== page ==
YAHEI-SAN (八平さん): the Ono residence garden caretaker.

YAKICHI (弥吉): a man living with his wife and children near a river. Passing by, he founds Kiku on the river bank left there by Azumi when she went to search for medical herbs to get her fever down. He carries her to his home and Azumi tags along. He's a former soldier of the Toyotomi side. He fought at Sekigahara, in the Korea expedition and at the Siege of Ōsaka. He then turned into a nobuseri. He decided to die trying to kill Ieyasu but couldn't do it to his passing out from hunger. He was took in by Kai and for eight months he lived at her house with her two little children. The meeting with Azumi brings him misfortune. He tries to survive the attacks of Kazō and Dozō, exchanging even some blows with the latter and giving the finishing blow after Azumi severely wounds him. He let his guard down and Dozō, still alive, pierces his abdomen with his sword. He dies not long after.

YAKICHI (弥吉): one of other boys Kiku's boss uses for missions.

YAMAGUCHI NOBUTSUNA (山口信綱): one of the bosses of the rōnin group in the snow country. He dies by Azumi hands (just before Hayashi and Terasawa) inside the cave with the cannons on one side of the mountains at the border.

YAMANAKA GENZABURŌ (山中源三郎): one of the ten shinobi chiefs who are going to work with Date. He tails Hatsune with Shiraishi and when she faints he transports her in the temple. He is one of the men for the inn attack group, with the followers he secretly brought with him. He is killed by Azumi during the attack at the inn

YASHA (夜叉 jp, or Yaksha in Sanskrit): Yaksha (Sanskrit: yakṣa) is the name of a broad class of nature-spirits, usually benevolent, who are caretakers of the natural treasures hidden in the earth and tree roots. They appear in Hindu, Jain and Buddhist literature. The feminine form of the word is yakṣī or Yakshini (yakṣiṇī). In Hindu, Jain, and Buddhist texts, the yakṣa has a dual personality. On the one hand, a yakṣa may be an inoffensive nature-fairy, associated with woods and mountains; but there is also a darker version of the yakṣa, which is a kind of ghost (bhuta) that haunts the wilderness and waylays and devours travelers, similar to the rakṣasas. See wikipedia for more information.

YASSAN (やっさん): one of the fellows met along the road. He gets struck from behind by a flying weapon. Will he survive?

YAZAEMON-SAMA (弥左衛門様): dweller of Shimotani, teacher of spying skills and other ninja arts. He even teaches some basic common knowledge to the children. He's killed in combat by Azumi.

YODO NO KATA (淀の方speculated to have been born on 1569, died in 1615?) was Azai Nagamasa's eldest daughter. Her mother was Oichi no kata, one of Oda Nobunaga's sisters. Her childhood name was Kikuko (菊子) and her given name was Chacha (茶々) or O-Cha (お茶). She was also known as Lady Yodo (淀殿 Yodo-dono), Ni no Maru-dono and Nishi no Maru-dono. Her other name, Yodo-gimi (淀君), isn't found in historical records and is likely a derogatory alias conceived during the Edo Period. Yodo-gimi was used to describe her as a "wicked and wanton" woman who plotted the death of the Toyotomis. After her parents' deaths, Chacha was sent to live with Oda Nagamasu at Azuchi Castle. It is believed that she was later transferred to Jurakudai (a lavish palace constructed at the order of Toyotomi Hideyoshi in Kyōto) and relied on Kyogoku Maria (Nagamasa's older sister) and Kyogoku Tatsuko (Maria's daughter) for her upbringing. It is said that as she grew older, Chacha bore a striking resemblance to her mother. She was skilled with Waka poetry and was regarded as the highest ranked princess of the Azai family. She treated her sisters and other relatives well though it is said that she was also a passionate speaker regarding the Toyotomi's future. In 1588, she became Hideyoshi's noble concubine. When she was announced pregnant a year later at Yodoko Castle, Hideyoshi was pleased and officially named her Yodo no Kata. Two years after Hideyoshi's death, she commissioned a shrine to be built to honor her father's kin and her mother's remains. During the Sekigahara Campaign, Lady Yodo didn't take an active part during these events and remained within Ōsaka Castle. When the castle fell, many accounts assume that she committed suicide with her son. However, there are few personal records regarding her demise, and a few theories state that she fled from the castle with her maids to either Satsuma or Kozuke Province. In “Azumi” she is depicted as a very beautiful lady, with an assertive character. She know what she wants and obtains it. She is quite the strong figure, even for his son, Hideyori. She has a lover, called Shinzaburō, who dies while falling with Ukiha in a pit trap inside the castle. She plans first to torture Azumi and Ukiha in te same brutal way her enemies did to her grandmother when she was a kid, but then she plans to make them suffer by making them fight each other to the death with the false promise of sparing the lifeof whoever wins. The duel is so quick that she is not satisfied. Now she wants her soldiers to find the other two children to have them fight against each other again. After Azumi escapes the castle, we find her in the events that will bring the castle to its fall. Among the soldiers corpses and the castle wrecks he is searching for his son to have him manly commit suicide. He finds him and Azumi talking about having him escpae and live as a commoner, but Hideyori has come to his senses and decide to die as the Toyotomi head. Yodo is impressed and moved. She thanks Azumi for having assisted Hideyori in his suicide and then she kills herself, wishing for divine retribution to strike down on Ieyasu.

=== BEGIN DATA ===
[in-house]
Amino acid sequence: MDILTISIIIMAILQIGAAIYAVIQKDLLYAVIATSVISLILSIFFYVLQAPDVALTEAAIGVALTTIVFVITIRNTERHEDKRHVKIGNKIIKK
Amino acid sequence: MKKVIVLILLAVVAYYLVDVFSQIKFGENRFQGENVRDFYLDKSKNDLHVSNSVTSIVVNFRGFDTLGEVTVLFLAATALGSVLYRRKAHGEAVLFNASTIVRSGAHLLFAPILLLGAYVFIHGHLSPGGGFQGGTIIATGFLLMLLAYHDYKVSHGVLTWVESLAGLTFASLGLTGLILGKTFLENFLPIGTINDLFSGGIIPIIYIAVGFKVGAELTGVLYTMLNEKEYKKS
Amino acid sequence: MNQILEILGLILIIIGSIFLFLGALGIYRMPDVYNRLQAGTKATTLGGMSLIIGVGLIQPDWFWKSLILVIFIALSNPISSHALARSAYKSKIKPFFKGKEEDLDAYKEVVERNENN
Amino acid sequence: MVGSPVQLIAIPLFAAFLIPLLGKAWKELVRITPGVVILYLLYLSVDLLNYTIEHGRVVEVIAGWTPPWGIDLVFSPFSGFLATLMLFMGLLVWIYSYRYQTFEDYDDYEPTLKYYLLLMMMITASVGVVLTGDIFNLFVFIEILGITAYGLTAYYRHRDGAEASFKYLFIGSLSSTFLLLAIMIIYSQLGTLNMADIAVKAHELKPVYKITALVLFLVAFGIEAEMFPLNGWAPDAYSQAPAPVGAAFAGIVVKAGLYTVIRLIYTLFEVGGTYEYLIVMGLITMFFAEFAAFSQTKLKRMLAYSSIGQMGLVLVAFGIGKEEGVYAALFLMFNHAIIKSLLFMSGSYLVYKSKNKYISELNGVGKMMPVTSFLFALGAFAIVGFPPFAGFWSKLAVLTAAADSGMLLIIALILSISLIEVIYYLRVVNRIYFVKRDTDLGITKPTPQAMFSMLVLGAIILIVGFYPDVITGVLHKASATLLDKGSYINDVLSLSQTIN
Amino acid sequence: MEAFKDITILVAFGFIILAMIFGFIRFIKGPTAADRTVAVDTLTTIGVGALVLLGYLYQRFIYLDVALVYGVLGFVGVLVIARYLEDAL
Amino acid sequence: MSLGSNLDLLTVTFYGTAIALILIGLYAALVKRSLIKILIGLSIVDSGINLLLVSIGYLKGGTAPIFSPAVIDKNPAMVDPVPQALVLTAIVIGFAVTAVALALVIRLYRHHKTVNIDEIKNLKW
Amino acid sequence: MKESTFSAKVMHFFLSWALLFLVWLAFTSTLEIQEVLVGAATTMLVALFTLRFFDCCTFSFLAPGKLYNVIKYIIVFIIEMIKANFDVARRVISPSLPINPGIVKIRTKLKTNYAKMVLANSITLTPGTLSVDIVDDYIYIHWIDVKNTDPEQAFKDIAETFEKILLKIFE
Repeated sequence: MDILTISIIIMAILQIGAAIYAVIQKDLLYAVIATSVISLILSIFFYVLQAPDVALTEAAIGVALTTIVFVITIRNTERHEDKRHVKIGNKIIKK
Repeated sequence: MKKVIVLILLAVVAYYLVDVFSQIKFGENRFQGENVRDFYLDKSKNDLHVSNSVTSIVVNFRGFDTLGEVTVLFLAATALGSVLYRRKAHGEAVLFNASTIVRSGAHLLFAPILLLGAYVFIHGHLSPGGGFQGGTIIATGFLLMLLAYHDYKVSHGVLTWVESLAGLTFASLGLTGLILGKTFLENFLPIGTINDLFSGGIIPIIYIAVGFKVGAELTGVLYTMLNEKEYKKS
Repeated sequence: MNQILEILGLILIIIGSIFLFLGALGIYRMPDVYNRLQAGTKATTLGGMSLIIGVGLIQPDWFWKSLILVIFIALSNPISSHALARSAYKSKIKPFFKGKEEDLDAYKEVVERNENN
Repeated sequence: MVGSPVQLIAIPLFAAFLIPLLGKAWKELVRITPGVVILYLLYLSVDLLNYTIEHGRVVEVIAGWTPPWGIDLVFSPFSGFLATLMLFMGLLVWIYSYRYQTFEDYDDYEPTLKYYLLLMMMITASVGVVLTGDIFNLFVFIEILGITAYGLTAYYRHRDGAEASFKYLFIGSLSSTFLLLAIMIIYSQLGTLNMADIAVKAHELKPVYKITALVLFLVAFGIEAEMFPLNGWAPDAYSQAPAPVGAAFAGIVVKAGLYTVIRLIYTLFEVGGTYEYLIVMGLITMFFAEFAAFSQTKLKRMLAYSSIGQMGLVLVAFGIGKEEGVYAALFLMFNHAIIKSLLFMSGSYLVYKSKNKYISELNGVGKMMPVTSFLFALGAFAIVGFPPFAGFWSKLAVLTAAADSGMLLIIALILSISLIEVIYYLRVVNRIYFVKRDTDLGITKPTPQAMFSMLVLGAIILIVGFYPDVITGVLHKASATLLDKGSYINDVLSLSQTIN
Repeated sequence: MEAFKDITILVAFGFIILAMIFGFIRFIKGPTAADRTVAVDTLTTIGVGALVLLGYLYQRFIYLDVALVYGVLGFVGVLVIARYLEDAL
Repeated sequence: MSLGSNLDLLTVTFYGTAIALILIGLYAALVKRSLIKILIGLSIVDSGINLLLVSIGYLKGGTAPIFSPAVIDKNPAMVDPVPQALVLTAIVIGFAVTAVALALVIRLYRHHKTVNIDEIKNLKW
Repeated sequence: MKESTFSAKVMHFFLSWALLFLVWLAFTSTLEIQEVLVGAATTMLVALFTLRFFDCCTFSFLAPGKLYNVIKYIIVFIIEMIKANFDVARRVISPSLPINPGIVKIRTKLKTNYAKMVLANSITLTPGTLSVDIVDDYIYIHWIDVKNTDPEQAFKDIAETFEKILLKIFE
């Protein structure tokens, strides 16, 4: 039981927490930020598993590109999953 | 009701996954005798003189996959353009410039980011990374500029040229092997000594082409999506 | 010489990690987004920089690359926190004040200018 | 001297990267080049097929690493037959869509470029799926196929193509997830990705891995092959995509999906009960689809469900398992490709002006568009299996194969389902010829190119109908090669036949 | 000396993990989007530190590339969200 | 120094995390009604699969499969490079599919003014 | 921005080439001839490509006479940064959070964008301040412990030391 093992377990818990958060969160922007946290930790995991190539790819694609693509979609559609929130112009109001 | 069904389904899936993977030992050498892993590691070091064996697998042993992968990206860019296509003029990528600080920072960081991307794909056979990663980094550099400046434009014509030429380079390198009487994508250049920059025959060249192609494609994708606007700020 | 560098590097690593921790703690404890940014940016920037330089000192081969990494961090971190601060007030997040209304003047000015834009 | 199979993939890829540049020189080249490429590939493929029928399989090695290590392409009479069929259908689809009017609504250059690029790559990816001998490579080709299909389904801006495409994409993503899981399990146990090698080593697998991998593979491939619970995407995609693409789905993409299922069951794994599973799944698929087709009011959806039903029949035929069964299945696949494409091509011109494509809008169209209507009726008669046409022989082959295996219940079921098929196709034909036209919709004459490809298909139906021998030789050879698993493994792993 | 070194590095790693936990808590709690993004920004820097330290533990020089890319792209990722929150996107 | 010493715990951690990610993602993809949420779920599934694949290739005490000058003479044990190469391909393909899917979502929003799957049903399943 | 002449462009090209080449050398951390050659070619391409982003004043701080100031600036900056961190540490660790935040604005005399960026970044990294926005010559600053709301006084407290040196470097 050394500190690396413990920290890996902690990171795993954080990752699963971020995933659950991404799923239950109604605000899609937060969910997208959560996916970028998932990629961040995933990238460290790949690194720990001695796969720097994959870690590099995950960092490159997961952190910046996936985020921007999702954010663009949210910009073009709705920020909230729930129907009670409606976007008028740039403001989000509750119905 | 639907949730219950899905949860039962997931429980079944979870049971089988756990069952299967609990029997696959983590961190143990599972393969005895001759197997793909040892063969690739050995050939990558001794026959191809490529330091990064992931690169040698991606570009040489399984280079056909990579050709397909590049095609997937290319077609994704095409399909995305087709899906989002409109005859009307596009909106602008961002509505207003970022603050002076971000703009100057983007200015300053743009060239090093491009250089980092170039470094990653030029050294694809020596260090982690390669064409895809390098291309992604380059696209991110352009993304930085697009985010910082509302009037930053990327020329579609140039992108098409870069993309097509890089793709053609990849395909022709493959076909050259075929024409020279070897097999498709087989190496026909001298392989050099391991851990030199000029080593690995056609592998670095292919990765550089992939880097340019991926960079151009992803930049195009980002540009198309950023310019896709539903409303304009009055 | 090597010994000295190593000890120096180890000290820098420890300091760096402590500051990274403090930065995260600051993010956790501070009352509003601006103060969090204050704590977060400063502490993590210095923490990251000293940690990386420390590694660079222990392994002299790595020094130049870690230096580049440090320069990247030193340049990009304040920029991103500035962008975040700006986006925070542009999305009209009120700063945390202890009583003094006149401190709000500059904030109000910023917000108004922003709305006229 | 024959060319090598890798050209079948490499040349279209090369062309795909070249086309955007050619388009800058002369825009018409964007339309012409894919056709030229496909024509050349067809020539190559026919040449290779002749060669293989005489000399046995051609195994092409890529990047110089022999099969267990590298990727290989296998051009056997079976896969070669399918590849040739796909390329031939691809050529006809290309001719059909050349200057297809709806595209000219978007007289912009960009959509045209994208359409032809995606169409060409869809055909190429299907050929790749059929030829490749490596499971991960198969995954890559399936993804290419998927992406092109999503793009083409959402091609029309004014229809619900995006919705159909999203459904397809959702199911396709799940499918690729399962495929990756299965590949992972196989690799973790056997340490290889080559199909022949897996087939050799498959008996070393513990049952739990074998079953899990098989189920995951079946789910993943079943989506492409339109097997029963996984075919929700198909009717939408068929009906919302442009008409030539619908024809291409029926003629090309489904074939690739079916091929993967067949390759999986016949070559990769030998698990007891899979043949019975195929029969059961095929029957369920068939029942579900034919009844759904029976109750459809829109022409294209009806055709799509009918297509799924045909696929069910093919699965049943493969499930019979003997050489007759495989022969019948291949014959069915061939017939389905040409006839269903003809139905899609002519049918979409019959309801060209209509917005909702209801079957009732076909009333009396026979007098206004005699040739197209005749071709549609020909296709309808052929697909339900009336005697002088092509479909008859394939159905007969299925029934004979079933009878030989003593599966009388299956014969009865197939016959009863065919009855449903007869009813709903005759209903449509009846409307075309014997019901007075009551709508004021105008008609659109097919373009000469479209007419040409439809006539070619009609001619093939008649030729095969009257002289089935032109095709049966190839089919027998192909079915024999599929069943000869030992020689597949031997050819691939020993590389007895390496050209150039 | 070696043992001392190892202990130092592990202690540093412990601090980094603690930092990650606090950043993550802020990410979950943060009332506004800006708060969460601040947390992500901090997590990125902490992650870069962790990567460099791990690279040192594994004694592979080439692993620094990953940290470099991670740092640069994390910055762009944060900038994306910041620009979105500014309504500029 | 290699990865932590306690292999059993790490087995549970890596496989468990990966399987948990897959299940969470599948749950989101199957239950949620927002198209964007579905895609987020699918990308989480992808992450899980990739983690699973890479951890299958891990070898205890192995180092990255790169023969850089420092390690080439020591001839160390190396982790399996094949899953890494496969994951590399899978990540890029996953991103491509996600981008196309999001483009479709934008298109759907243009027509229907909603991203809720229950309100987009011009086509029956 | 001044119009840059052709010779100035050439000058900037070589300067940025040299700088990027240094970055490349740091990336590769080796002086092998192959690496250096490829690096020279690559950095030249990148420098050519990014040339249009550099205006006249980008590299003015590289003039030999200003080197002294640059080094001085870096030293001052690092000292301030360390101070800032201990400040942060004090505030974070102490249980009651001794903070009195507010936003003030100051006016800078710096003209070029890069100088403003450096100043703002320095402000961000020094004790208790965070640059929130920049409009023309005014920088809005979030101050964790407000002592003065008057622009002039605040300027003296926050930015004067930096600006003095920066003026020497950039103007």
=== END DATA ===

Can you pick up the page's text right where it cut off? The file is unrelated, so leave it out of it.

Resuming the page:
YOHEI-SAN (与平さん): probably the factotum where Yae-chan works as a prostitute. He heats up the bath for her.

YOKOGAWA (横川 could be read Yogawa and Yokokawa too): one of the important clans for Takenobu's castle that is exterminated while its head is not at home by Shion and his comrades.

YOKOUCHI-DONO (横内殿): a retainer that Kinkaku and Ginkaku's men take as hostage.

YOMIJI (黄泉路): “road to the land of the dead”. He is one of Bontenmaru's guards. He wears on his head a small mask portraying Buddha. When he kills people he says to them to enter Nirvana, or “go to heaven”. He is tasked by Kanō with the killing of the entire Kijima family. After, he resumes his role as Bontenmaru's guard, and when kanei frees the former Lord of the castle, he is there too. With a trick he manages to stab and cut down Kanei, then he flees, only to be reache by Azumi and having a one on one with her. He is killed almost instantly.

YOSHIYASU (義安): one of the teachers of the Hōzōinryū at the temple where Nishida Benzō is in charge and where Azumi is being sheltered.

YOTE (よて): the old maid taking care of washing the floors, bringing the meals and so on in the inn where Akane and Iku work. She blabbers non-stop, always with her heavy accent. She is really happy tha Iku and Azumi help her with work.

YURA (ゆら): one of the ten chosen children raised up by Grampa. During the trial he fights against Ukiha and dies.